Next, three climate change scholars delved into cutting-edge research that is examining the causes and potential solutions for climate change. First, Dr. Eugene Cordero from San José State University presented “Quantifying How Humans Contribute to and Solve the Climate Crisis.” His presentation helped us understand what contributes and does not contribute to changes in the climate and what steps individuals can do in their own homes to reduce their carbon footprint. He also discussed how his education research organization, Green Ninja, has developed NGSS-aligned curricula to teach students about climate change. In a recent publication, Dr. Cordero has even quantified the impact of climate change education on carbon emissions.
Dr. Isabel Montañez from the University of California, Davis, helped us think about climate change throughout the last 100 million years in her presentation “What Causes Climate Change and How We Know About Earth’s Climate History.” Dr. Craig Clements, also from San José State presented on his team’s research to understand extreme wildfire behavior. His presentation was particularly timely given the devastation of recent wildfires across California, including in Sonoma, Napa, Lake, and Butte counties.
In the afternoon, we switched gears and rotated through a series of round tables in which organizations such as San Mateo County Office of Education, Climate Literacy & Energy Awareness Network (CLEAN), California Academy of Sciences, Monterey Bay Aquarium, Exploratorium, EcoRise, World Savvy, and Energize Schools shared NGSS-aligned curriculum resources that support student understanding of climate change. I was particularly proud that one of my own preservice teachers, Sarah Wickersham, shared educational resources from Sonoma Water and Sonoma Clean Power. In addition, Stephanie Sanchez from Vista Unified School District shared the curriculum she had developed as part of last year’s climate summit cadre. The day concluded with a presentation by Dr. Noah Diffenbaugh of Stanford University, “Is This Global Warming?” Like many others at the summit, I took away an array of ideas that I was excited to share with my pre-service teachers.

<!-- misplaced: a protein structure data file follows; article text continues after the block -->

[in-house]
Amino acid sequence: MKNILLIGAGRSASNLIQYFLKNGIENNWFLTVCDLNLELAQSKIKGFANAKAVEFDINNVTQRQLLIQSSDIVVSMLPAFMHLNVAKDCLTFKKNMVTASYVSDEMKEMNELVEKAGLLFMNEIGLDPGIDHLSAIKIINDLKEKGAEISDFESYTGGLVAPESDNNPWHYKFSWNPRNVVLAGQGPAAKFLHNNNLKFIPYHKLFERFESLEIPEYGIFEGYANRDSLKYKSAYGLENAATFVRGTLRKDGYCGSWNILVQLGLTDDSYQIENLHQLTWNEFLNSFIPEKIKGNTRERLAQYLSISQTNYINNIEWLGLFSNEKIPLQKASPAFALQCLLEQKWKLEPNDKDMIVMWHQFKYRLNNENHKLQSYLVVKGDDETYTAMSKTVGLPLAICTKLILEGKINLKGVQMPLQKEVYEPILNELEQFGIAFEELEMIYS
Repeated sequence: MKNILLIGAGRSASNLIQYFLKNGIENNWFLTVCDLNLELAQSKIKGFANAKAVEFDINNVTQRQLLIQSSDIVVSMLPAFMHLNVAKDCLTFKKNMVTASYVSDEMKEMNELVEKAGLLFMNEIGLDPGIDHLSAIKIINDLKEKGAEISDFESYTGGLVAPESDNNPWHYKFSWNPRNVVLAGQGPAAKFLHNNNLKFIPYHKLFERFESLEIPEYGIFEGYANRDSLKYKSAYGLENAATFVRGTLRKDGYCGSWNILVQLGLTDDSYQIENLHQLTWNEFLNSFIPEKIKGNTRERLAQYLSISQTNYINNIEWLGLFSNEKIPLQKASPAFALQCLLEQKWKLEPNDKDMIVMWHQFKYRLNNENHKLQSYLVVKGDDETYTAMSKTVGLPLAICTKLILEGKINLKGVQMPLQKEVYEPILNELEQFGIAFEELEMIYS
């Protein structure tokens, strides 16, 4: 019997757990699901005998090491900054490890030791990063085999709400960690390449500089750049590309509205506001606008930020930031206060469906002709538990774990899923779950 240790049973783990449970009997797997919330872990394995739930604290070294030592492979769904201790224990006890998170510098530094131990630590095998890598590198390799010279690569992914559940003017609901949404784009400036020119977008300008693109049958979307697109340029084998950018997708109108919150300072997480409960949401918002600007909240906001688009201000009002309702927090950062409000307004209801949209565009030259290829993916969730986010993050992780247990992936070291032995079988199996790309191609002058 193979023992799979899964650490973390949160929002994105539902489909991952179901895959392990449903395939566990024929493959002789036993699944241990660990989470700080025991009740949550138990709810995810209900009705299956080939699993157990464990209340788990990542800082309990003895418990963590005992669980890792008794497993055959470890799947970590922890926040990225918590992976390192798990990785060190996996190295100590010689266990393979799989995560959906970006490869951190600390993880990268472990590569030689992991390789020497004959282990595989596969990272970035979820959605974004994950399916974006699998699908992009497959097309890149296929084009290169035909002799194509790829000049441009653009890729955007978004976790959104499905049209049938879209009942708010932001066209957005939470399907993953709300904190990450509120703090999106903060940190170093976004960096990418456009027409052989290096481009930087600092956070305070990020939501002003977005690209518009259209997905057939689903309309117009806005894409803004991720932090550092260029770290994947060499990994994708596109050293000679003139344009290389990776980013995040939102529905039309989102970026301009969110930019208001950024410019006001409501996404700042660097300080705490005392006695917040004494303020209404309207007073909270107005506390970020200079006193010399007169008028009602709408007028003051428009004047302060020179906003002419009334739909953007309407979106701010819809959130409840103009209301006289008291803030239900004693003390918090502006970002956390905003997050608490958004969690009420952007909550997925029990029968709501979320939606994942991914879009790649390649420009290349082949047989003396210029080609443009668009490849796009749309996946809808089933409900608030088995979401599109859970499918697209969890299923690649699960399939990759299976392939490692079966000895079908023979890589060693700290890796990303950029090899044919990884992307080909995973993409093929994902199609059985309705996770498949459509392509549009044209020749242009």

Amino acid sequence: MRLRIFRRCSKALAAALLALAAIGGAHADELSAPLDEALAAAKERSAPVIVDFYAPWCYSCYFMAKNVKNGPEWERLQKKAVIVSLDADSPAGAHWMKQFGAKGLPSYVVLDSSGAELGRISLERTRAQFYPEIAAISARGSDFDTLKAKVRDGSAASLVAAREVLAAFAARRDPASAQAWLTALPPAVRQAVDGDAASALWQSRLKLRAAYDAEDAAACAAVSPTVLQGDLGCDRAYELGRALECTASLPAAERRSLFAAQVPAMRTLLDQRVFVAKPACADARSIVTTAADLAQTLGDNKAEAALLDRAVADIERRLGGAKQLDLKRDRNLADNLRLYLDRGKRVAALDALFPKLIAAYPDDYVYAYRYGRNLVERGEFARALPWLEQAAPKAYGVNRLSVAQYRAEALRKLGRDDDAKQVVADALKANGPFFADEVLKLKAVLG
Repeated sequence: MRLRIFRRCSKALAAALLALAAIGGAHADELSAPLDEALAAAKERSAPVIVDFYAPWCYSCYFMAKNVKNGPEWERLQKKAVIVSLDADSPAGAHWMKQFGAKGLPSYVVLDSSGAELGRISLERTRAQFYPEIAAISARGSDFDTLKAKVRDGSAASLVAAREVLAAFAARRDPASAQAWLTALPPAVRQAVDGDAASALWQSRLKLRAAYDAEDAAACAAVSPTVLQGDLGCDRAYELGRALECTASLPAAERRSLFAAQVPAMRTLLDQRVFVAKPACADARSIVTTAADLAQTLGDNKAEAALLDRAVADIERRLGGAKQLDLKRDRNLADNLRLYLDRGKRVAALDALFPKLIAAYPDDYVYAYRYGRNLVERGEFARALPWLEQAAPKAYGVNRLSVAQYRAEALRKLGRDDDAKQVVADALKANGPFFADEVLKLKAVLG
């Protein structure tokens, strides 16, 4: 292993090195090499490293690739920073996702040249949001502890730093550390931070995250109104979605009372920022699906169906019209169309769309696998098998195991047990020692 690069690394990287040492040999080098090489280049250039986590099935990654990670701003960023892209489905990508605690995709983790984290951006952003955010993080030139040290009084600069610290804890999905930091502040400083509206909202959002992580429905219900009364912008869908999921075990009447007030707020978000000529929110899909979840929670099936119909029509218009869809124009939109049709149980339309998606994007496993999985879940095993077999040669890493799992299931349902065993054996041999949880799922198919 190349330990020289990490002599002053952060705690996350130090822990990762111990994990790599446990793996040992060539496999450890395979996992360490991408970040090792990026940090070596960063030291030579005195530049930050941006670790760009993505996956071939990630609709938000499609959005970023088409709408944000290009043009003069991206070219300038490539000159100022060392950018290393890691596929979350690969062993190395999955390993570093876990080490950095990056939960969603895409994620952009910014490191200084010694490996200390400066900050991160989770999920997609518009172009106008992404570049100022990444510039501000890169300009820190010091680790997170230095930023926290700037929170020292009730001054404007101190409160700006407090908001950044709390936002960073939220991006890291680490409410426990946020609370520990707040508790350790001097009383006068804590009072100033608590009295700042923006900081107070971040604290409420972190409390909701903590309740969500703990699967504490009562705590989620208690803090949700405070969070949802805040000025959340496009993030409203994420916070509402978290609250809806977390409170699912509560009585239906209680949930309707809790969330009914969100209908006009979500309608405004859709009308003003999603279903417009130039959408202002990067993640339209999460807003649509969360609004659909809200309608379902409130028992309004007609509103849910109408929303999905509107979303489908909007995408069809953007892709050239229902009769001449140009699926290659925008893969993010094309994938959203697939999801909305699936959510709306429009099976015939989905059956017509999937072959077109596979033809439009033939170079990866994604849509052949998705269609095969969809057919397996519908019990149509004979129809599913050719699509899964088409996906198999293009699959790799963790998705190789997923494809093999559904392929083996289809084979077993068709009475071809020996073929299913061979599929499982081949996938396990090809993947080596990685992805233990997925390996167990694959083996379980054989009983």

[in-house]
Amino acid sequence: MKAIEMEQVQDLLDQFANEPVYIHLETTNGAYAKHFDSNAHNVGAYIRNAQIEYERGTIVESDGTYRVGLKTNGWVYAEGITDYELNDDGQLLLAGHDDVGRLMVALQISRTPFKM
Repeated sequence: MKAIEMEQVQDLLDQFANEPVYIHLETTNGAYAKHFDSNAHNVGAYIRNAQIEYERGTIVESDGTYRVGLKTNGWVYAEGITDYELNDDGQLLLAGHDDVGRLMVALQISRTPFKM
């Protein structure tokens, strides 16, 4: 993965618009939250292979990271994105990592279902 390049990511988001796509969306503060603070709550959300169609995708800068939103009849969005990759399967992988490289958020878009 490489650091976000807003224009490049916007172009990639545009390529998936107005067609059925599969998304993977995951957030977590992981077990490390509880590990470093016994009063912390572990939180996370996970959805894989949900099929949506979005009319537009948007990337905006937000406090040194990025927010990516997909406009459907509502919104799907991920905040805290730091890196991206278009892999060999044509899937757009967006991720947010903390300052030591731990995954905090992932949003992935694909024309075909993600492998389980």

Throughout the day I took stock of what I had learned. At the end of the summit I made a few final remarks to the participating educators about how climate change education is a prime example of the vision for high-quality science education: students explaining phenomena and solving problems through experiences that carefully interweave core ideas, science and engineering practices, and cross-cutting concepts.
More importantly, studying climate change in this context is about students realizing their connection to the environment and to one another—locally and globally—so that they can undertake our world’s challenges and have the knowledge and skills to act.
The pre-conference day was just the start of the 2019 climate summit and another amazing CASE conference. The CASE conference opening and closing keynote speakers and five focus speakers all spoke about topics related to climate change. And our seven cadre teams of teachers and scientists encored their 2018 short-course presentations of their learning sequences designed for NGSS. (Read about their work here and access the learning sequences here.) My own preservice teachers who attended the conference noted how presentations related to climate change were the most impactful for them. The conference’s commitment to climate-change education would not be possible without the dedicated conference committee members, executive director, staff, and board of directors, in particular Jill Grace, past president of CASE. I now have my own call to action: to integrate climate-change education and California’s Environmental Principles and Concepts into my course to prepare new science teachers.